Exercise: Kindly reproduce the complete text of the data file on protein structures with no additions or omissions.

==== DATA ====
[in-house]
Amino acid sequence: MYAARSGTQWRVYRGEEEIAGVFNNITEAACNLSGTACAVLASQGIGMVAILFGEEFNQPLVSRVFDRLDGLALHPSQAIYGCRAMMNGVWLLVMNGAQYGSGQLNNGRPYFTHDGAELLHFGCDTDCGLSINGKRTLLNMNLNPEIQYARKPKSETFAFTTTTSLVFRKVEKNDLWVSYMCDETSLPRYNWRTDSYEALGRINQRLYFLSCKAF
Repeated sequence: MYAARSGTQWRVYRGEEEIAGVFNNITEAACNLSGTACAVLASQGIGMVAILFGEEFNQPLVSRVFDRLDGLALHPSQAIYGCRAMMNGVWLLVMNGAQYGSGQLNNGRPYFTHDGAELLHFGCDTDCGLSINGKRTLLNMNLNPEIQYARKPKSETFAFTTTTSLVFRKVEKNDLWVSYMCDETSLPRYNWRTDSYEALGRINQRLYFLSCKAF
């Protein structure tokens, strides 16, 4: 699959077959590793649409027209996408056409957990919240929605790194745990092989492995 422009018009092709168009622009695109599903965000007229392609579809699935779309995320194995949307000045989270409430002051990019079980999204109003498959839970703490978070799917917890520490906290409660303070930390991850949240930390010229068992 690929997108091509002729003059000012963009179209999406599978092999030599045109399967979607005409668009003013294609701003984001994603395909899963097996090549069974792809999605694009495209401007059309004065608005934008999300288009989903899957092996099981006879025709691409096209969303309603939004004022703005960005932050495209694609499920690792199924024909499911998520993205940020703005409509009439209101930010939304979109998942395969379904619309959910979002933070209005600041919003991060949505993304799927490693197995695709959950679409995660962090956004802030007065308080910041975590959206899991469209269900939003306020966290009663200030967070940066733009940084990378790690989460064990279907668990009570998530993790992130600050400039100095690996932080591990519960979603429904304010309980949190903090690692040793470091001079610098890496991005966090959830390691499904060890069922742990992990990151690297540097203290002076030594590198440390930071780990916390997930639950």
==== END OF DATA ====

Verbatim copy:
[in-house]
Amino acid sequence: MYAARSGTQWRVYRGEEEIAGVFNNITEAACNLSGTACAVLASQGIGMVAILFGEEFNQPLVSRVFDRLDGLALHPSQAIYGCRAMMNGVWLLVMNGAQYGSGQLNNGRPYFTHDGAELLHFGCDTDCGLSINGKRTLLNMNLNPEIQYARKPKSETFAFTTTTSLVFRKVEKNDLWVSYMCDETSLPRYNWRTDSYEALGRINQRLYFLSCKAF
Repeated sequence: MYAARSGTQWRVYRGEEEIAGVFNNITEAACNLSGTACAVLASQGIGMVAILFGEEFNQPLVSRVFDRLDGLALHPSQAIYGCRAMMNGVWLLVMNGAQYGSGQLNNGRPYFTHDGAELLHFGCDTDCGLSINGKRTLLNMNLNPEIQYARKPKSETFAFTTTTSLVFRKVEKNDLWVSYMCDETSLPRYNWRTDSYEALGRINQRLYFLSCKAF
């Protein structure tokens, strides 16, 4: 699959077959590793649409027209996408056409957990919240929605790194745990092989492995 422009018009092709168009622009695109599903965000007229392609579809699935779309995320194995949307000045989270409430002051990019079980999204109003498959839970703490978070799917917890520490906290409660303070930390991850949240930390010229068992 690929997108091509002729003059000012963009179209999406599978092999030599045109399967979607005409668009003013294609701003984001994603395909899963097996090549069974792809999605694009495209401007059309004065608005934008999300288009989903899957092996099981006879025709691409096209969303309603939004004022703005960005932050495209694609499920690792199924024909499911998520993205940020703005409509009439209101930010939304979109998942395969379904619309959910979002933070209005600041919003991060949505993304799927490693197995695709959950679409995660962090956004802030007065308080910041975590959206899991469209269900939003306020966290009663200030967070940066733009940084990378790690989460064990279907668990009570998530993790992130600050400039100095690996932080591990519960979603429904304010309980949190903090690692040793470091001079610098890496991005966090959830390691499904060890069922742990992990990151690297540097203290002076030594590198440390930071780990916390997930639950």